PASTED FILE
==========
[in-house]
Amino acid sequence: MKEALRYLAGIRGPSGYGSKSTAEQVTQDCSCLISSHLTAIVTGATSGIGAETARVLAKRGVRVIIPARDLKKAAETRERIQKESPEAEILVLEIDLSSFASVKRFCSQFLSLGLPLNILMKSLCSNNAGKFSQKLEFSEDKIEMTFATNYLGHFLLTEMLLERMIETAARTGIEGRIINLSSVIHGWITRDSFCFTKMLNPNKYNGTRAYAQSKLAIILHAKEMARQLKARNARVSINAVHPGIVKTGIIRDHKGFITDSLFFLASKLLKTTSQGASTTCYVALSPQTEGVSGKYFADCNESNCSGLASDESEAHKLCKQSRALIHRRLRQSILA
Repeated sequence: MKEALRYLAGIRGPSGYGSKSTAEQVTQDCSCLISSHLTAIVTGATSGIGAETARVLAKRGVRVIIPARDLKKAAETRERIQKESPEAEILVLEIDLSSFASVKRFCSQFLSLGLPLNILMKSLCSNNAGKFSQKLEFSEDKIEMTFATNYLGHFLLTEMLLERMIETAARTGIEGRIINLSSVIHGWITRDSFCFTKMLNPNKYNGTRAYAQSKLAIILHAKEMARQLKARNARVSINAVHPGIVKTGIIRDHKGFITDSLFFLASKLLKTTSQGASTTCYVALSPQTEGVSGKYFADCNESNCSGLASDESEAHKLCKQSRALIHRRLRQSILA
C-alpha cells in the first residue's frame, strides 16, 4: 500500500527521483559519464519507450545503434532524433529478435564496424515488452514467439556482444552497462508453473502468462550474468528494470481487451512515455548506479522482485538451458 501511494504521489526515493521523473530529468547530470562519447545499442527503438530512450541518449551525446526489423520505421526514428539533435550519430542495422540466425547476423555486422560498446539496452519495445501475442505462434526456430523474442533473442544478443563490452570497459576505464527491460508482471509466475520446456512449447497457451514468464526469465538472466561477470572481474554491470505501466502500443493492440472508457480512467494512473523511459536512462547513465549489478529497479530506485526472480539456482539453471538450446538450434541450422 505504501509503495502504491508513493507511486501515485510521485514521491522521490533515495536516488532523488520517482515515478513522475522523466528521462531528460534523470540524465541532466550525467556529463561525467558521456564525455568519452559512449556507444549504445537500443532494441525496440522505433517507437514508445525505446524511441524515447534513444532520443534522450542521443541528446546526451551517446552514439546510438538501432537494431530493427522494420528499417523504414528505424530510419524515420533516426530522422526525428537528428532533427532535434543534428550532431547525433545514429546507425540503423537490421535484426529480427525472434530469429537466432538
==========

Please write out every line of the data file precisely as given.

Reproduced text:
[in-house]
Amino acid sequence: MKEALRYLAGIRGPSGYGSKSTAEQVTQDCSCLISSHLTAIVTGATSGIGAETARVLAKRGVRVIIPARDLKKAAETRERIQKESPEAEILVLEIDLSSFASVKRFCSQFLSLGLPLNILMKSLCSNNAGKFSQKLEFSEDKIEMTFATNYLGHFLLTEMLLERMIETAARTGIEGRIINLSSVIHGWITRDSFCFTKMLNPNKYNGTRAYAQSKLAIILHAKEMARQLKARNARVSINAVHPGIVKTGIIRDHKGFITDSLFFLASKLLKTTSQGASTTCYVALSPQTEGVSGKYFADCNESNCSGLASDESEAHKLCKQSRALIHRRLRQSILA
Repeated sequence: MKEALRYLAGIRGPSGYGSKSTAEQVTQDCSCLISSHLTAIVTGATSGIGAETARVLAKRGVRVIIPARDLKKAAETRERIQKESPEAEILVLEIDLSSFASVKRFCSQFLSLGLPLNILMKSLCSNNAGKFSQKLEFSEDKIEMTFATNYLGHFLLTEMLLERMIETAARTGIEGRIINLSSVIHGWITRDSFCFTKMLNPNKYNGTRAYAQSKLAIILHAKEMARQLKARNARVSINAVHPGIVKTGIIRDHKGFITDSLFFLASKLLKTTSQGASTTCYVALSPQTEGVSGKYFADCNESNCSGLASDESEAHKLCKQSRALIHRRLRQSILA
C-alpha cells in the first residue's frame, strides 16, 4: 500500500527521483559519464519507450545503434532524433529478435564496424515488452514467439556482444552497462508453473502468462550474468528494470481487451512515455548506479522482485538451458 501511494504521489526515493521523473530529468547530470562519447545499442527503438530512450541518449551525446526489423520505421526514428539533435550519430542495422540466425547476423555486422560498446539496452519495445501475442505462434526456430523474442533473442544478443563490452570497459576505464527491460508482471509466475520446456512449447497457451514468464526469465538472466561477470572481474554491470505501466502500443493492440472508457480512467494512473523511459536512462547513465549489478529497479530506485526472480539456482539453471538450446538450434541450422 505504501509503495502504491508513493507511486501515485510521485514521491522521490533515495536516488532523488520517482515515478513522475522523466528521462531528460534523470540524465541532466550525467556529463561525467558521456564525455568519452559512449556507444549504445537500443532494441525496440522505433517507437514508445525505446524511441524515447534513444532520443534522450542521443541528446546526451551517446552514439546510438538501432537494431530493427522494420528499417523504414528505424530510419524515420533516426530522422526525428537528428532533427532535434543534428550532431547525433545514429546507425540503423537490421535484426529480427525472434530469429537466432538